Two prominent Democrats pointed to student loan service Navient’s attempt to steer borrowers toward their private loan products, which would make them ineligible for up to $20,000 in debt relief announced by President Biden last month.
Senator Elizabeth Warren (D-MA) and Rep. Ayanna Pressley (D-MA) questioned Navient’s tactics in a letter to CEO John Remondi. The duo also sought advice from other major student loan servicers on how they plan to accurately notify borrowers of their eligibility for student loan forgiveness.
Servicers are a powerful pivotal point in the relative success or failure of the student debt relief order. Service agents have a notorious history of denying borrowers their best options for debt payment, steering them to more expensive products, misapplying payments, and failing to provide timely information, among many many other shortcomings.
As first reported by Business InternNavint has been send e-mails to its borrowers promoting a refinance offer in a private program called NaviRefi. As a private student loan, it would not be eligible for the debt relief announced by Biden, which totals $10,000 in forgiveness for all federal student loan borrowers, and $20,000 if the individual received a Pell grant. to attend university.
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Navient’s emails, which cite Biden’s recent announcement, detail the difference between federal student loans, which have fixed interest rates, and private loans, which have variable rates that can potentially be more favorable. depending on the borrower’s credit rating. “Why refinance with NaviRefi? We offer low interest rates, which can help you save money and pay off your loan faster,” the email reads.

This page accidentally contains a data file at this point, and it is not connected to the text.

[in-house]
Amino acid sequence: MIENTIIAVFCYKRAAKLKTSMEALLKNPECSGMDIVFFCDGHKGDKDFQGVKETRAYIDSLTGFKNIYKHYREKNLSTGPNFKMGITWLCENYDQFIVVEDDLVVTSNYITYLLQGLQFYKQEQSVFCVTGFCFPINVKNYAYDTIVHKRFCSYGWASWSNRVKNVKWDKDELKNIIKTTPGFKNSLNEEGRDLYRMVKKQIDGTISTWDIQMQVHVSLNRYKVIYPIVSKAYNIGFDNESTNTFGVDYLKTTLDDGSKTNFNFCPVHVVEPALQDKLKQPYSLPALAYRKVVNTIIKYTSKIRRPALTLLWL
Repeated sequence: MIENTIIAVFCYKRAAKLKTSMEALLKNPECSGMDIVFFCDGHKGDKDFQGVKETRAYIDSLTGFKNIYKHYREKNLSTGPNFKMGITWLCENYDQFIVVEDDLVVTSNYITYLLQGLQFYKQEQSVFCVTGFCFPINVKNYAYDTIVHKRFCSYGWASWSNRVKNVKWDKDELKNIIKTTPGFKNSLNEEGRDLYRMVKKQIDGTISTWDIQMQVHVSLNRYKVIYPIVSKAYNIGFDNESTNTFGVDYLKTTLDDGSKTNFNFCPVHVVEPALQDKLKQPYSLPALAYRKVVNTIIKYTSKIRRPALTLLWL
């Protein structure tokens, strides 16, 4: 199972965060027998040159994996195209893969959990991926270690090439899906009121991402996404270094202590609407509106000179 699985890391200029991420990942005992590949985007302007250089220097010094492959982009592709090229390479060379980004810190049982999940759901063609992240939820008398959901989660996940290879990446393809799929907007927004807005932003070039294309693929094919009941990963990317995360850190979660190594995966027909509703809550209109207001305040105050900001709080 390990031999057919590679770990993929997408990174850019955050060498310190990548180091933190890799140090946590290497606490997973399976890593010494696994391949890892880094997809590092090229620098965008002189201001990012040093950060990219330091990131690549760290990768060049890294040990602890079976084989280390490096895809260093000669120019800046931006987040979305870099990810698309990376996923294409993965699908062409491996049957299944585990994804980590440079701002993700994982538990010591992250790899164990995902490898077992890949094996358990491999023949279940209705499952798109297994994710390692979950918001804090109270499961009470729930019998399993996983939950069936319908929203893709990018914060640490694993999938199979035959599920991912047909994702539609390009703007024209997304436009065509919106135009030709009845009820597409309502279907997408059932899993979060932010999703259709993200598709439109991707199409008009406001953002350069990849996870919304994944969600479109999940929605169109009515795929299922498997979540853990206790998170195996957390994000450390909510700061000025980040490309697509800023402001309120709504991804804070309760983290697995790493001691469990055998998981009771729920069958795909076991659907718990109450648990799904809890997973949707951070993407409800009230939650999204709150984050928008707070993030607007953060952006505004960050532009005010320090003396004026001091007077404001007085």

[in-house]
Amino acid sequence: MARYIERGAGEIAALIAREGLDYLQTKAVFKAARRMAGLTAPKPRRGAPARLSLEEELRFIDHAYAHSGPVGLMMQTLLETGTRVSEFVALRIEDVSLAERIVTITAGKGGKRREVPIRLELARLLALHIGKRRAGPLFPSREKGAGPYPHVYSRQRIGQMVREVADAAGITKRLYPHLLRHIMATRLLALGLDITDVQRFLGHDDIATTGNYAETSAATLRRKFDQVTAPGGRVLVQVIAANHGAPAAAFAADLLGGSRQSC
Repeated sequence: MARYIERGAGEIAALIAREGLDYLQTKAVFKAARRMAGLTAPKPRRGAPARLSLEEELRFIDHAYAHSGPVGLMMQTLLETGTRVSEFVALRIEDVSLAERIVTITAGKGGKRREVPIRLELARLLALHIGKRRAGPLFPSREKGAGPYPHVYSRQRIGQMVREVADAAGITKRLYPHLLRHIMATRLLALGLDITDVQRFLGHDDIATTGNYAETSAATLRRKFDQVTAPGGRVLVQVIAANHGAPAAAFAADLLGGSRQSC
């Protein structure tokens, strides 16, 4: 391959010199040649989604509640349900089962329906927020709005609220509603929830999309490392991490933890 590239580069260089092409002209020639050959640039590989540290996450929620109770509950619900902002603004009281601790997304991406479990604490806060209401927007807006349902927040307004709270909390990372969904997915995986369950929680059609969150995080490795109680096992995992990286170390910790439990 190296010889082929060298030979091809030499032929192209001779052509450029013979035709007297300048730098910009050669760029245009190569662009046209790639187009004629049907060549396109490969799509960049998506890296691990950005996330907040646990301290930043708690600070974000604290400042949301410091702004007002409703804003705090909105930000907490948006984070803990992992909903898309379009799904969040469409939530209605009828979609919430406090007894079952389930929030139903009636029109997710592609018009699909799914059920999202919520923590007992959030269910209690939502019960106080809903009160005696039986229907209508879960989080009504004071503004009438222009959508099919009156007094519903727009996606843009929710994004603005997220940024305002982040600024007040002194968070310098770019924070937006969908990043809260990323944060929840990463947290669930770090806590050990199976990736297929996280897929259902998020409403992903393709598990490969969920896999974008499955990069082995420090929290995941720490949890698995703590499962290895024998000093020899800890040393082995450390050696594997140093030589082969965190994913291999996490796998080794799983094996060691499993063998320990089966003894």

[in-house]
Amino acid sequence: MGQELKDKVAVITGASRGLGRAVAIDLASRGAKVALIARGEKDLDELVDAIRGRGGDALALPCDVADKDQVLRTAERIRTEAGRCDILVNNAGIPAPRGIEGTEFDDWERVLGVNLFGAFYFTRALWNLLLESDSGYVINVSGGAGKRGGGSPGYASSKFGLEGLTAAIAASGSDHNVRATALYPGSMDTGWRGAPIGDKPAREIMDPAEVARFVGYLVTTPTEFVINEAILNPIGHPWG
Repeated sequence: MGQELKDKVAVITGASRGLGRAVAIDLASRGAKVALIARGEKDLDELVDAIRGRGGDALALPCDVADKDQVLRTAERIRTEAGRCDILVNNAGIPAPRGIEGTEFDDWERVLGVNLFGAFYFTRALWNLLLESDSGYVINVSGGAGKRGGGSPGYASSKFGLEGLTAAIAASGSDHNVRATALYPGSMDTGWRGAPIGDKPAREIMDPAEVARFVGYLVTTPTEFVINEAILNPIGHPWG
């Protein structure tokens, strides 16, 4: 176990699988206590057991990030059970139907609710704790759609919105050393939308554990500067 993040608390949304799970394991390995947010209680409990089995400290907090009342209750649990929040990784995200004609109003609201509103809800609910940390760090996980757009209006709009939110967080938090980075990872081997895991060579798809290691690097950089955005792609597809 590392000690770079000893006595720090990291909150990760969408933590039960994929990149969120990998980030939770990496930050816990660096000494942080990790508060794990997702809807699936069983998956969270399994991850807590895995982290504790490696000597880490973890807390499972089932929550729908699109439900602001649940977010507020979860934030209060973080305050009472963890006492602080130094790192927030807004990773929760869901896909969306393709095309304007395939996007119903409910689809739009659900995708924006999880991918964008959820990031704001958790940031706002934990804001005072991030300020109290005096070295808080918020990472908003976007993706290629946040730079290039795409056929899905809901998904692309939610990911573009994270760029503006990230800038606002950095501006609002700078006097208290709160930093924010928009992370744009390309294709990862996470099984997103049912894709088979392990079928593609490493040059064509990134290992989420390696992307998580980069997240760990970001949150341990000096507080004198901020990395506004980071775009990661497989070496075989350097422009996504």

In addition, the home page of NaviRefi website also uses federal loan forgiveness as a hook to try to get borrowers to “3-minute refinance.”
As a Navient representative told Business Insider, the fine print in the email and website mentions that refinancing could make borrowers ineligible for recently announced debt relief. But that’s not exactly important.
Warren and Pressley called the Navient email “attempting to scam borrowers for student debt relief” and “a particularly nefarious and harmful endgame tactic by Navient to take advantage of borrowers’ hardship.”
The two Democrats asked Navient to explain how many borrowers had received these email solicitations and how they would ensure that they were accurately informed of how to obtain relief.
Navient was once one of the largest student loan servicers, but in October 2021 the company withdrew from the federal service program, transfer credit management to a company called Maximus. Navient still handles some older loans made before 2010 under the federal Family Education Loan (FFEL) program, which private lenders own and the government guarantees.
The Biden administration has said borrowers with FFEL loans can consolidate them into direct loans to make them eligible for loan forgiveness. Who would be remove loans from Navient service. Navient simultaneously appears to be trying to attract FFEL borrowers to consolidate their loans into private NaviRefi loans. “If you have private student loans, the loan cancellation plan recently announced by the White House does not apply to you,” the NaviRefi site bed. But these borrowers have a process to get debt forgiveness on their loans by consolidating them into direct loans, which the homepage does not mention.